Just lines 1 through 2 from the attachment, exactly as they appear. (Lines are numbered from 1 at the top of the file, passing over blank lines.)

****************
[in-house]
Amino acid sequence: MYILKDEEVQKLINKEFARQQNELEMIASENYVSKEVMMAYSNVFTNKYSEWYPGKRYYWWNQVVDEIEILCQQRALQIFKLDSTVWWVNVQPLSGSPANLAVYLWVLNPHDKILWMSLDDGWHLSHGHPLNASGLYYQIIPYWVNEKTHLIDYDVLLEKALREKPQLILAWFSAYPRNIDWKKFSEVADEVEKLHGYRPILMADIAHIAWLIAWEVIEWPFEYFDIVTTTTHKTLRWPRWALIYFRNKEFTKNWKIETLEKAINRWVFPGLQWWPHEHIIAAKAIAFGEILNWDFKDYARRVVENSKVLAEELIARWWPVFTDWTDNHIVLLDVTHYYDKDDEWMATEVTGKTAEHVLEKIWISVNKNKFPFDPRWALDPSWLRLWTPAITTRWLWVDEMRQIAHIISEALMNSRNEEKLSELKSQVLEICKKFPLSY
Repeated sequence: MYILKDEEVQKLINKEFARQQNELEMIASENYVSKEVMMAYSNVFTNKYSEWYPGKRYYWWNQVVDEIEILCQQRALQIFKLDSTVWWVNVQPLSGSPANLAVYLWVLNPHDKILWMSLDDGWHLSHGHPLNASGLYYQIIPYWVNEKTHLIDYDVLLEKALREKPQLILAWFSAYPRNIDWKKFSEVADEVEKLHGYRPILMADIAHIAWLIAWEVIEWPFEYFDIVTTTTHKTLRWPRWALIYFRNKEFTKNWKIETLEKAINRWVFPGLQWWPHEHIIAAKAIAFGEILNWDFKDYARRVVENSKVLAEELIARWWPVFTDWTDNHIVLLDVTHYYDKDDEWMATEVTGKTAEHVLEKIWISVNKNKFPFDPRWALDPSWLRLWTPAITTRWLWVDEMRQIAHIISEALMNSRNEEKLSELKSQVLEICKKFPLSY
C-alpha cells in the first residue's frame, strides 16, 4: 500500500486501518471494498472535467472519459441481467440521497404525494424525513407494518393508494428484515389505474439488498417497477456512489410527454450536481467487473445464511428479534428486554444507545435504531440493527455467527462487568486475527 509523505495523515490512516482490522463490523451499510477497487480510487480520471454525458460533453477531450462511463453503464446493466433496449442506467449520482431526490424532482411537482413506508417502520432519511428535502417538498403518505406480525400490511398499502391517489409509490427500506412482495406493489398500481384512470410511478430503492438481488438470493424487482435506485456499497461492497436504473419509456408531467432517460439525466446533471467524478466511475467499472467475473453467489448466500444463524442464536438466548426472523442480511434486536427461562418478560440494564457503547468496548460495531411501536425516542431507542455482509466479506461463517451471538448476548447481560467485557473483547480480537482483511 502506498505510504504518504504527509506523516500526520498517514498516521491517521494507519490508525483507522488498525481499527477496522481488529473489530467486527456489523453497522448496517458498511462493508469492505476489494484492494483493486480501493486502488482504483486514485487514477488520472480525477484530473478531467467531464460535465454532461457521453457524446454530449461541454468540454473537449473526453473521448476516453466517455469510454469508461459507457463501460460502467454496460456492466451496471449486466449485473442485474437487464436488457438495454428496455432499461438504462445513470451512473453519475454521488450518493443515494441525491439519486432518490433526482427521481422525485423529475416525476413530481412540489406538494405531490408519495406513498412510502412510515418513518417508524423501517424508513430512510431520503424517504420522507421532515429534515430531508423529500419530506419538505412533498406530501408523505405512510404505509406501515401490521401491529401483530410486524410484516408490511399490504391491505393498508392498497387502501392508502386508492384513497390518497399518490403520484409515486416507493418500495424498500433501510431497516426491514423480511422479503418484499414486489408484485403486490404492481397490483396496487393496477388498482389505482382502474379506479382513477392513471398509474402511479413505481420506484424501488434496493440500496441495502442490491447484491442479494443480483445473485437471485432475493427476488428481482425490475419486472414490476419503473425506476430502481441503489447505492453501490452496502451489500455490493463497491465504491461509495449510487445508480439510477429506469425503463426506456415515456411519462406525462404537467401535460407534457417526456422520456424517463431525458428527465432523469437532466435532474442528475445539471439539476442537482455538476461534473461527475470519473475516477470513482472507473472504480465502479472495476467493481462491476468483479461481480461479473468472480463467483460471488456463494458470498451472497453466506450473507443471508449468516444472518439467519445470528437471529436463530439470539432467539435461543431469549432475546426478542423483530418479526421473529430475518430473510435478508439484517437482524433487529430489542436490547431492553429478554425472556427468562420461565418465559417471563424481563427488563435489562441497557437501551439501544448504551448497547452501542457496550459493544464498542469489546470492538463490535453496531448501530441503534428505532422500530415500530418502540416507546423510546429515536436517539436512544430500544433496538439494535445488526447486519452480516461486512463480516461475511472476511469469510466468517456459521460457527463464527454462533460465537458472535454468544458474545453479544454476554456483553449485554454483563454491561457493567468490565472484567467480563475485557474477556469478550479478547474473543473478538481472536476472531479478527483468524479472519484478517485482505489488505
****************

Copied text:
[in-house]
Amino acid sequence: MYILKDEEVQKLINKEFARQQNELEMIASENYVSKEVMMAYSNVFTNKYSEWYPGKRYYWWNQVVDEIEILCQQRALQIFKLDSTVWWVNVQPLSGSPANLAVYLWVLNPHDKILWMSLDDGWHLSHGHPLNASGLYYQIIPYWVNEKTHLIDYDVLLEKALREKPQLILAWFSAYPRNIDWKKFSEVADEVEKLHGYRPILMADIAHIAWLIAWEVIEWPFEYFDIVTTTTHKTLRWPRWALIYFRNKEFTKNWKIETLEKAINRWVFPGLQWWPHEHIIAAKAIAFGEILNWDFKDYARRVVENSKVLAEELIARWWPVFTDWTDNHIVLLDVTHYYDKDDEWMATEVTGKTAEHVLEKIWISVNKNKFPFDPRWALDPSWLRLWTPAITTRWLWVDEMRQIAHIISEALMNSRNEEKLSELKSQVLEICKKFPLSY